Haiku and Tanka
This page is a bit different, which is my on-again, off-again preoccupation with poetry. It started out innocently enough, but then I fell in with the Poets of the Open Range (when living in Denver in the 1980s) and occasionally stalked the poetry readings with the nom de plume Radical Milquetoast.
In any case, my father has a much more storied career as a published writer of haiku and tanka, yet not having ever published a book of his own (he certainly has enough published material for a collection). My guess is he will wait until posterity for such an event. So this is a holding place for his future collection, as well as remnants of my own past efforts.
Line and Poem Length
I do dabble in slightly longer stuff, though nothing epic. Also, the constraints of haiku and tanka I do not take literally (e.g, 7-5-7 or 5-7-5-7-7). There are other Waka forms that might better fit a topic or mood, such as choka, sedoka, and katauta. In any case, poems can be endlessly reworked
Playing Tennis with the Net Down
I remember distinctly many years ago when I showed some early poetry to my father (in the form of a letter) that his reply was a misquoted Robert Frost retort (erroneously attributed to Longfellow):
Writing free verse is like playing tennis with the net down.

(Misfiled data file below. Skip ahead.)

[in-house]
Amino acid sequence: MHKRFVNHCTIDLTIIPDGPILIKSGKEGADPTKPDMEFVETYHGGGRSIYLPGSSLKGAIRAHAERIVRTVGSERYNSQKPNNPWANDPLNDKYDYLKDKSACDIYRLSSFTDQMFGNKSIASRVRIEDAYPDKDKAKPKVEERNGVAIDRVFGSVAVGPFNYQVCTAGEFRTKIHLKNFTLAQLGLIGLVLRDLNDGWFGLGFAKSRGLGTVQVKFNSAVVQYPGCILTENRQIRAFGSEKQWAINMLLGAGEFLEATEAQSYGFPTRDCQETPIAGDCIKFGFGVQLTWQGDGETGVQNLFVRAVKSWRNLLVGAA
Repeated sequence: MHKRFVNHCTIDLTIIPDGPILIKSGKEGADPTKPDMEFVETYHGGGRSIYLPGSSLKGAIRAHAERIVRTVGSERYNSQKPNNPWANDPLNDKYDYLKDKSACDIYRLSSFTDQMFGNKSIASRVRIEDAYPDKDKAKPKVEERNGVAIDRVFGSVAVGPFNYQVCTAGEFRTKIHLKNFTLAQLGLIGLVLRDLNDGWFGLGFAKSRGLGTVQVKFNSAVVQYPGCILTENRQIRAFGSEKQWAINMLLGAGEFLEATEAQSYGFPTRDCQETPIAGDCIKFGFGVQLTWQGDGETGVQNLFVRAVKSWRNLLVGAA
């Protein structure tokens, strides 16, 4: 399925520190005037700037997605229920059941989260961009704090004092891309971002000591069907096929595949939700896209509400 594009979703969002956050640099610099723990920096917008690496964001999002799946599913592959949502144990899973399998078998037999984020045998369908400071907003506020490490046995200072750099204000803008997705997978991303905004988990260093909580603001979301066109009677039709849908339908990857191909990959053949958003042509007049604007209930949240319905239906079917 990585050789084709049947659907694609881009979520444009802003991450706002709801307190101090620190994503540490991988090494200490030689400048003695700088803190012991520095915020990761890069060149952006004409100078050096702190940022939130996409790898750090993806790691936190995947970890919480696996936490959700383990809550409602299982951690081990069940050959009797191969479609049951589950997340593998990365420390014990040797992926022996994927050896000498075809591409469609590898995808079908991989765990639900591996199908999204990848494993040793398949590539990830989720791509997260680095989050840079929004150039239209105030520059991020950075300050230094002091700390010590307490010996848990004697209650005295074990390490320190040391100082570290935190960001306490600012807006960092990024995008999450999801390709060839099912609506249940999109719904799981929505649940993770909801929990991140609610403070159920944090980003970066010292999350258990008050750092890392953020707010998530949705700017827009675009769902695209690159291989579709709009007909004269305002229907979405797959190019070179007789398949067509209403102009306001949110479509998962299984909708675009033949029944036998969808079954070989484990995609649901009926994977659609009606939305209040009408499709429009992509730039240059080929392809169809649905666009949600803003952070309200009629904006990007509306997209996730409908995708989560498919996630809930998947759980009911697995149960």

This statement should also be understood in a different way, namely, not condemning free verse, but indicating a lack of ability to demarcate how the ball should be ruled (or, I presume, the words must not go out of certain lines). In any case, this has lodged in my craw and over the decades resembled more or less the divide between the modern and the post-modern. It isn't that we don't know the rules, but that the ghostly apparition of rules still exist nonetheless, and that other dimensions -- allegory, antinomy, alliteration, as examples -- can be brought to the fore.
I consider reincorporation of alliterative verse as the pure pursuit and at some future point hope to spend time on this form. In particular, the strict syllable length of Japanese forms (as understood by English speaking reception), combined with a more engaged form of words (think Rilke's Das Rosen Innere).
Many of these, over the past few years have been placed on a twitter account @zenchine which more or less is the confluence of zen and machine (inescapable, I presume).